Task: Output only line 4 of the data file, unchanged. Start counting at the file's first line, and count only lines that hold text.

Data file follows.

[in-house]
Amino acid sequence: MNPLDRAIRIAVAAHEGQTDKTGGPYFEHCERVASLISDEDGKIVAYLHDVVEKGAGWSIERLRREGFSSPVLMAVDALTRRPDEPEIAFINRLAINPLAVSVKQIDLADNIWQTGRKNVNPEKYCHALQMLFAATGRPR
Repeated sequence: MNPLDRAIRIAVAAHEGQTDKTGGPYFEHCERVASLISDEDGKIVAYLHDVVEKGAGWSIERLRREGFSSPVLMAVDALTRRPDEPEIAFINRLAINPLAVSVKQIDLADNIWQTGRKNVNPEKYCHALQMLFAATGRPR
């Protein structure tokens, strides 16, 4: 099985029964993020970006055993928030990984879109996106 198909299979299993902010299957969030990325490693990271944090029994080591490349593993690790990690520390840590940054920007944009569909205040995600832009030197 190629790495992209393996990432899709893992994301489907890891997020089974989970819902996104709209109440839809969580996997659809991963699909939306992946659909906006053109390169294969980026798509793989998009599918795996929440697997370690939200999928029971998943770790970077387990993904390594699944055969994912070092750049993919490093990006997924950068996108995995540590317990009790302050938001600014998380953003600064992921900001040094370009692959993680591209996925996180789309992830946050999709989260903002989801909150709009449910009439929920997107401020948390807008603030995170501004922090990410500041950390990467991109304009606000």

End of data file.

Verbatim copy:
């Protein structure tokens, strides 16, 4: 099985029964993020970006055993928030990984879109996106 198909299979299993902010299957969030990325490693990271944090029994080591490349593993690790990690520390840590940054920007944009569909205040995600832009030197 190629790495992209393996990432899709893992994301489907890891997020089974989970819902996104709209109440839809969580996997659809991963699909939306992946659909906006053109390169294969980026798509793989998009599918795996929440697997370690939200999928029971998943770790970077387990993904390594699944055969994912070092750049993919490093990006997924950068996108995995540590317990009790302050938001600014998380953003600064992921900001040094370009692959993680591209996925996180789309992830946050999709989260903002989801909150709009449910009439929920997107401020948390807008603030995170501004922090990410500041950390990467991109304009606000």